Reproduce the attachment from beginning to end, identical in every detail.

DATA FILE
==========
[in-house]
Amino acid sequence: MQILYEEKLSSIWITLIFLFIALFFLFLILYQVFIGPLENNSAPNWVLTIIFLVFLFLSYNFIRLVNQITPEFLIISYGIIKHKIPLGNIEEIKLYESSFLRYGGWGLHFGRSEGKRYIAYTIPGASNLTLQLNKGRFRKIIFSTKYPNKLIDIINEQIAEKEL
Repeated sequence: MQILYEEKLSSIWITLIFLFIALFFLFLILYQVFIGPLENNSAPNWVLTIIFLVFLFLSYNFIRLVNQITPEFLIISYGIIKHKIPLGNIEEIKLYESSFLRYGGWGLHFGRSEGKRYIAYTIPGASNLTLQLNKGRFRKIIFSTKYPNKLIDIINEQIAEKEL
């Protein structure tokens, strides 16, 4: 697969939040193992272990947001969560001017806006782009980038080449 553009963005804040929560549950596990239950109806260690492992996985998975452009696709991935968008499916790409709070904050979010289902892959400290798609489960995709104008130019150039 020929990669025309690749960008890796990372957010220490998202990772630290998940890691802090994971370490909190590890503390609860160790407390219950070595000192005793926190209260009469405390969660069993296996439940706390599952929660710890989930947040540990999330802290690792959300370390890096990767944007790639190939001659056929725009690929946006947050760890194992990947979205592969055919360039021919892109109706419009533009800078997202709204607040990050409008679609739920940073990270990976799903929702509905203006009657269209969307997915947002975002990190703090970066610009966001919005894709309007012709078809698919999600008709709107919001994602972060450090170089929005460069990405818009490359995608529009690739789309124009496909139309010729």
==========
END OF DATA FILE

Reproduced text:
[in-house]
Amino acid sequence: MQILYEEKLSSIWITLIFLFIALFFLFLILYQVFIGPLENNSAPNWVLTIIFLVFLFLSYNFIRLVNQITPEFLIISYGIIKHKIPLGNIEEIKLYESSFLRYGGWGLHFGRSEGKRYIAYTIPGASNLTLQLNKGRFRKIIFSTKYPNKLIDIINEQIAEKEL
Repeated sequence: MQILYEEKLSSIWITLIFLFIALFFLFLILYQVFIGPLENNSAPNWVLTIIFLVFLFLSYNFIRLVNQITPEFLIISYGIIKHKIPLGNIEEIKLYESSFLRYGGWGLHFGRSEGKRYIAYTIPGASNLTLQLNKGRFRKIIFSTKYPNKLIDIINEQIAEKEL
């Protein structure tokens, strides 16, 4: 697969939040193992272990947001969560001017806006782009980038080449 553009963005804040929560549950596990239950109806260690492992996985998975452009696709991935968008499916790409709070904050979010289902892959400290798609489960995709104008130019150039 020929990669025309690749960008890796990372957010220490998202990772630290998940890691802090994971370490909190590890503390609860160790407390219950070595000192005793926190209260009469405390969660069993296996439940706390599952929660710890989930947040540990999330802290690792959300370390890096990767944007790639190939001659056929725009690929946006947050760890194992990947979205592969055919360039021919892109109706419009533009800078997202709204607040990050409008679609739920940073990270990976799903929702509905203006009657269209969307997915947002975002990190703090970066610009966001919005894709309007012709078809698919999600008709709107919001994602972060450090170089929005460069990405818009490359995608529009690739789309124009496909139309010729």